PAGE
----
What is perhaps ironic, or tragic, is that we did manage to pull off COVID vaccinations. Back in spring 2020, it wasn’t clear that it would be possible to develop a COVID vaccine quickly, or perhaps at all. But thanks in part to being able to build on earlier research, like efforts to find a vaccine for HIV, the vaccine arrived faster than many had predicted.

The 2019 report is quite correct that it’s worth laying the groundwork in advance for developing a vaccine. Development and production of vaccines is also a case where speed matters a great deal. If you need a couple of years to get a new vaccine into production, the losses in health and economic production will be enormous–and the benefits of vaccinating those who haven’t already gotten the illness after that delay will be correspondingly small. The CEA report notes that in the much smaller and milder 2009 “swine flu” pandemic, the first cases in humans were identified in April 2009, and the national flu vaccination campaign started six months later in October 2009. The COVID vaccine was admittedly a tougher case, because COVID was less familiar than just another variant of flu, but it took roughly a year from the first human cases to the vaccine becoming available–and well over a year until enough doses were readily available to all.

The $18 billion spent on Operation Warp Speed may already have the highest benefit-cost ratio of any government spending program that has ever existed. The benefits will only expand as vaccines are rolled out around the world and when you take into account that lessons from COVID vaccines may enable better vaccines in the future, too.

But it also feels to me as if, in our current social controversies about vaccinations, mask-wearing, social distancing, hand-washing, and all the rest, we have not done much to learn the other lessons of the pandemic. We don’t have an early-warning system for a future pandemic, which could be implemented as part of existing medical tests–or some think could be implemented with a high degree of anonymity by doing tests at sewage treatment plants. We don’t have a system for accelerating the development of cheap and widespread tests for a new pandemic, or for a system of contact tracing, either. The next pandemic will arrive on its own schedule. Right now, it feels to me as if we are sleepwalking into that next pandemic with the same set of lousy policy options: that is, stop-and-start lockdowns under ever-changing rules in the short-term, hoping to develop and produce a vaccine, and then hoping that the public health apparatus can do a better job of persuading people to get the vaccine.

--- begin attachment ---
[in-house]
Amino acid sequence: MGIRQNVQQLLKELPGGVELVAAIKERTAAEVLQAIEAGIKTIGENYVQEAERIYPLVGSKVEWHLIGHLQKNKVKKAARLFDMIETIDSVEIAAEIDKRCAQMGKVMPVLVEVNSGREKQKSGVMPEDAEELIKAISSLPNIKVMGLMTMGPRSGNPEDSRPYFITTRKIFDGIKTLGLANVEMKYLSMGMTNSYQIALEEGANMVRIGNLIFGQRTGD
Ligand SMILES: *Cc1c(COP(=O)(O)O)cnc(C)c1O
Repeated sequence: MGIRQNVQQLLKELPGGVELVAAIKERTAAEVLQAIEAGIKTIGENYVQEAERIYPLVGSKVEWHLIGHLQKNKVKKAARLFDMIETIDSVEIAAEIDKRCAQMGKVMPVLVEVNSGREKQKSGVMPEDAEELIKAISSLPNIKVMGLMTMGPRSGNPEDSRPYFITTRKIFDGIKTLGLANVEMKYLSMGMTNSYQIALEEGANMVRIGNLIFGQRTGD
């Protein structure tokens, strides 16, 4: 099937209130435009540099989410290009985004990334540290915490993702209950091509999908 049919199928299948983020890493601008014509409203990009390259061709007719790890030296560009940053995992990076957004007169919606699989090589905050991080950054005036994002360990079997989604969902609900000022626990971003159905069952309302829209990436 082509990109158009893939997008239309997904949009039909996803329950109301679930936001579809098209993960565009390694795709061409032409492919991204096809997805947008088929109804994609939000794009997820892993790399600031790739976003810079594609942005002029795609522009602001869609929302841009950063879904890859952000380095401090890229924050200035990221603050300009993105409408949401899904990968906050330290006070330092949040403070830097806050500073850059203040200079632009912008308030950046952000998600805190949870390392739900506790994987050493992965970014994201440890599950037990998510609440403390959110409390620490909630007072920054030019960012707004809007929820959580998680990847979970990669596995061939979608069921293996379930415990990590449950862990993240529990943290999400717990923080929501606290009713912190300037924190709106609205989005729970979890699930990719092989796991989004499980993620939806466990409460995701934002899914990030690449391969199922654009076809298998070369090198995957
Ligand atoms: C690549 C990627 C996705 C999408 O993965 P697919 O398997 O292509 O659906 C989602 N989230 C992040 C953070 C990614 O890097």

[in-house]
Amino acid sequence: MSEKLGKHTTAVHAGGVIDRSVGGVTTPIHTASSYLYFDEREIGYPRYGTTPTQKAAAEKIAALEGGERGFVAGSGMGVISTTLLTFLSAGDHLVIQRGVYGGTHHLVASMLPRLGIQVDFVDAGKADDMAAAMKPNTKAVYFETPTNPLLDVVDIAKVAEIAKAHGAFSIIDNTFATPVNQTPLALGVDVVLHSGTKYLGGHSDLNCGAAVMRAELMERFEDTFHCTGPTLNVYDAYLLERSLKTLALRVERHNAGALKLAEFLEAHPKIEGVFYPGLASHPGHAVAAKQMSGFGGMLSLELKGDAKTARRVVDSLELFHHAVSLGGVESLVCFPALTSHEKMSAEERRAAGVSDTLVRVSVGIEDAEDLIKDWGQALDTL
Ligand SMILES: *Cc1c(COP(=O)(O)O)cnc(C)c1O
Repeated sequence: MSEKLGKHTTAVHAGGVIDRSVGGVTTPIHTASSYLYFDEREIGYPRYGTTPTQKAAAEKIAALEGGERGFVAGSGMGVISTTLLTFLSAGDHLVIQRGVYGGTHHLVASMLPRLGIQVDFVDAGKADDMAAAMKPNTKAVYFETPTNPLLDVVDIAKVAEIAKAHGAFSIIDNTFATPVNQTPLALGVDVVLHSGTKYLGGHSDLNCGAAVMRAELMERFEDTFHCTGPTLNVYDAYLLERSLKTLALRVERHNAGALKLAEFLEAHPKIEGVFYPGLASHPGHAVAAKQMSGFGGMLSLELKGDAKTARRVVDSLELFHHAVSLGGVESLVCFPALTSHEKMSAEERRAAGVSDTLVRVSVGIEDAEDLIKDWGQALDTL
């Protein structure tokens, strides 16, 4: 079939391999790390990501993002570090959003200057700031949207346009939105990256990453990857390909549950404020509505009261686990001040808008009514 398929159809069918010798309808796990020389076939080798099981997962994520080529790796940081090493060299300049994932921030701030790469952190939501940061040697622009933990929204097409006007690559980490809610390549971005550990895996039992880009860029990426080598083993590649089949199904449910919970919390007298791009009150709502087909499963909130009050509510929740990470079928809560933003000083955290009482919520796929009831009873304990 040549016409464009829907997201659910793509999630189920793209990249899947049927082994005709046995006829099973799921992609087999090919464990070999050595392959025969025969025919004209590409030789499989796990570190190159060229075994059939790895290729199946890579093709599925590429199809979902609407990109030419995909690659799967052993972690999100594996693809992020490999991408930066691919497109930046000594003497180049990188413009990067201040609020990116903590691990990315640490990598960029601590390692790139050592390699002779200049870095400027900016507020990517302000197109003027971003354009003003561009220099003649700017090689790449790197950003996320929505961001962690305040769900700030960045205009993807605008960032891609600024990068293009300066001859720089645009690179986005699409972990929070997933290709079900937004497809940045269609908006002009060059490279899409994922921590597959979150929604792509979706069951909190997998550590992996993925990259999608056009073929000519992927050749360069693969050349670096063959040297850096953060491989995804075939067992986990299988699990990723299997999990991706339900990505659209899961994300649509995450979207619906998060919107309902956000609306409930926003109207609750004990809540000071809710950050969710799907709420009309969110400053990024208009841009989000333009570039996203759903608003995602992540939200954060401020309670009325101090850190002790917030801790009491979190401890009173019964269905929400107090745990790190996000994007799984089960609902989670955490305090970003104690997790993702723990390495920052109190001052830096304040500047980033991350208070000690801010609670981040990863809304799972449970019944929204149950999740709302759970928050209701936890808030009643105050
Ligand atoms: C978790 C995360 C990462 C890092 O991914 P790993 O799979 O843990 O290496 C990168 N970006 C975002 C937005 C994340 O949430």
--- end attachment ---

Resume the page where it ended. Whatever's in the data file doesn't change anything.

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Timothy Taylor

Global Economy Expert

Timothy Taylor is an American economist. He is managing editor of the Journal of Economic Perspectives, a quarterly academic journal produced at Macalester College and published by the American Economic Association. Taylor received his Bachelor of Arts degree from Haverford College and a master's degree in economics from Stanford University. At Stanford, he was winner of the award for excellent teaching in a large class (more than 30 students) given by the Associated Students of Stanford University. At Minnesota, he was named a Distinguished Lecturer by the Department of Economics and voted Teacher of the Year by the master's degree students at the Hubert H. Humphrey Institute of Public Affairs. Taylor has been a guest speaker for groups of teachers of high school economics, visiting diplomats from eastern Europe, talk-radio shows, and community groups. From 1989 to 1997, Professor Taylor wrote an economics opinion column for the San Jose Mercury-News. He has published multiple lectures on economics through The Teaching Company. With Rudolph Penner and Isabel Sawhill, he is co-author of Updating America's Social Contract (2000), whose first chapter provided an early radical centrist perspective, "An Agenda for the Radical Middle". Taylor is also the author of The Instant Economist: Everything You Need to Know About How the Economy Works, published by the Penguin Group in 2012. The fourth edition of Taylor's Principles of Economics textbook was published by Textbook Media in 2017.